A chapter focused on Stowe’s second novel, Dred: A Tale of the Great Dismal Swamp (1856), argues that Stowe highlighted the “racist underpinnings” of the family in American political culture with her depiction of interracial marriage. Quickly regretting her banishment of George Harris to Liberia at the end of Uncle Tom’s Cabin (1852), Stowe rethought her previous choice to leverage the family--“the very locus of sentimental power”--in the aid of social reform when crafting her next novel. Rejecting “shared blood as the basis for political organization,” Stowe instead imagined the possibilities of the “intentional exercise of republican principles by both black and white Americans.” The popular conceit of the national family, understood to be Anglo-Saxon by blood, was no longer a useful metaphor for reform. Both slavery and the idealized white family were “antagonistic to the exercise of democratic citizenship” in Jackson’s reading (p. 75).
Additional chapters challenge the trope of the “tragic mulatta” in Brown’s Clotel (1864) and investigate the literary framings of marriage and childbirth from the post-Civil War era onward. The recovery of the significance and sophistication of Dickinson’s work is noteworthy. In a final “Coda,” Jackson considers the impact of her critique of familial metaphors on our understanding of the novel form itself.
The depth of significance that Jackson applies to the terms “blood” and “family” makes for prose that is sometimes quite dense; the book will not be a quick read for those used to historical monographs. There are necessarily frequent shifts in the author’s evocation of the term “family”; at times it may signify “genealogical verticality,” but at others it references the ideology of domesticity that replaced the eighteenth-century monarchical emphasis on hereditary “consanguinity” and “patriarchal authority” (pp. 3, 73). Readers unfamiliar with the novels discussed may have difficulty with the nuances of Jackson’s argument. Yet Jackson has produced a useful reconsideration of reform literature that has broad implications for the work of nineteenth-century social and cultural historians.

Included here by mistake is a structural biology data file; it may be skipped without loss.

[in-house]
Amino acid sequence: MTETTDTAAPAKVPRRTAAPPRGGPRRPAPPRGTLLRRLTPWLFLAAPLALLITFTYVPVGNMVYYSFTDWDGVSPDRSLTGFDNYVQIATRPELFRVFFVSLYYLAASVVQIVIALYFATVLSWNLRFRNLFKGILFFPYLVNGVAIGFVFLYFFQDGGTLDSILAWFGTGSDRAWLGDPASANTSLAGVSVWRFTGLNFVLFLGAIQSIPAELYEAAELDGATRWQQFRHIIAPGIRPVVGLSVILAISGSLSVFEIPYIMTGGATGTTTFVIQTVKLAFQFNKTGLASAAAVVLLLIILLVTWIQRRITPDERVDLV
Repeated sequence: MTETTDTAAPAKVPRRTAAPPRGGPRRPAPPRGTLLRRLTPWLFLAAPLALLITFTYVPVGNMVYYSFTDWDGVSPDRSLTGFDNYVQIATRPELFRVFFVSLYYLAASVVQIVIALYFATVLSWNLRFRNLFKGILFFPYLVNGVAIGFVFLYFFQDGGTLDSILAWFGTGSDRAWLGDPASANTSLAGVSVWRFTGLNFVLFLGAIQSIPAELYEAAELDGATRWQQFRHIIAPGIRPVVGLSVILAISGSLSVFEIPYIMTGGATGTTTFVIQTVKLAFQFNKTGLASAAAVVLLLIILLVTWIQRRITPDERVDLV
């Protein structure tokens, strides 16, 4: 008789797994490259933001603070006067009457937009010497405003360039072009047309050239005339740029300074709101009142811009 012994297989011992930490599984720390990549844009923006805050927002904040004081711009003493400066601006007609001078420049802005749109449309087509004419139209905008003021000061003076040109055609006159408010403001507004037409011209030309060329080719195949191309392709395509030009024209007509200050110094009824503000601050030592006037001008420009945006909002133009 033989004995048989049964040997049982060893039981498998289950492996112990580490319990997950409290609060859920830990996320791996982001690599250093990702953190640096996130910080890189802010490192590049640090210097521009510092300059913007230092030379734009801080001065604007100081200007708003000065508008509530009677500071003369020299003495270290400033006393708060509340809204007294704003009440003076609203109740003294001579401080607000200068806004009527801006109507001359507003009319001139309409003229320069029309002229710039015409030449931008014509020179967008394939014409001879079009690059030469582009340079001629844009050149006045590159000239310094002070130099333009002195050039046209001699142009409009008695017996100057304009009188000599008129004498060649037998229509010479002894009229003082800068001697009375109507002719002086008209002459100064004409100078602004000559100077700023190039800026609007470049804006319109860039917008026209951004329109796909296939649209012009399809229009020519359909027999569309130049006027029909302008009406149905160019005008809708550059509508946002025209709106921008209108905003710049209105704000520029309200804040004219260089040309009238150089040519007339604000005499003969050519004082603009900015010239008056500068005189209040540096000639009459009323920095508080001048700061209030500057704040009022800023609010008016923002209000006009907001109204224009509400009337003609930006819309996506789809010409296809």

. Barbara Welter, “The Cult of True Womanhood: 1820-1860,” American Quarterly 18, no. 2 (Summer 1966): 151-174; Mary P. Ryan, The Empire of the Mother: American Writing on Domesticity, 1830-1860 (New York: Hayworth Press, 1982); Linda K. Kerber, “Separate Spheres, Female Worlds, Woman’s Place: The Rhetoric of Women’s History,” Journal of American History 75, no. 1 (June 1988): 9-39; Nancy Cott, The Bonds of Womanhood: “Woman’s Sphere” in New England, 1780-1835 (New Haven: Yale University Press, 1997); and Amy Kaplan, “Manifest Domesticity,” American Literature 70, no. 3 (September 1998): 581-606.
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Christopher Hayashida-Knight. Review of Jackson, Holly, American Blood: The Ends of the Family in American literature, 1850-1900.